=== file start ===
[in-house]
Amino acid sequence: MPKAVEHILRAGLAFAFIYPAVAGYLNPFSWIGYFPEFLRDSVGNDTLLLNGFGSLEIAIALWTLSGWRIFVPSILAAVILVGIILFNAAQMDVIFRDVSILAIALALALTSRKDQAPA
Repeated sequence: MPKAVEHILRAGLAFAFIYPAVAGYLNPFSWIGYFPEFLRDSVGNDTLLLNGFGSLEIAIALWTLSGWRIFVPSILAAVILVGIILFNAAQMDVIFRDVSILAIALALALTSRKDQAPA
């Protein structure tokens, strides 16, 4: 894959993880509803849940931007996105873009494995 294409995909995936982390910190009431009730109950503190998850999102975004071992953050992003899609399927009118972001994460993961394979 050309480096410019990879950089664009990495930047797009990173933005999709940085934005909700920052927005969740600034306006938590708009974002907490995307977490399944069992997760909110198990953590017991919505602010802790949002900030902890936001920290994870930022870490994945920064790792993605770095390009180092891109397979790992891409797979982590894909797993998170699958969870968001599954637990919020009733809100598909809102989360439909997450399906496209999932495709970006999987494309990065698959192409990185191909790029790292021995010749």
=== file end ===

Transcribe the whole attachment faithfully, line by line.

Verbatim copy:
[in-house]
Amino acid sequence: MPKAVEHILRAGLAFAFIYPAVAGYLNPFSWIGYFPEFLRDSVGNDTLLLNGFGSLEIAIALWTLSGWRIFVPSILAAVILVGIILFNAAQMDVIFRDVSILAIALALALTSRKDQAPA
Repeated sequence: MPKAVEHILRAGLAFAFIYPAVAGYLNPFSWIGYFPEFLRDSVGNDTLLLNGFGSLEIAIALWTLSGWRIFVPSILAAVILVGIILFNAAQMDVIFRDVSILAIALALALTSRKDQAPA
């Protein structure tokens, strides 16, 4: 894959993880509803849940931007996105873009494995 294409995909995936982390910190009431009730109950503190998850999102975004071992953050992003899609399927009118972001994460993961394979 050309480096410019990879950089664009990495930047797009990173933005999709940085934005909700920052927005969740600034306006938590708009974002907490995307977490399944069992997760909110198990953590017991919505602010802790949002900030902890936001920290994870930022870490994945920064790792993605770095390009180092891109397979790992891409797979982590894909797993998170699958969870968001599954637990919020009733809100598909809102989360439909997450399906496209999932495709970006999987494309990065698959192409990185191909790029790292021995010749």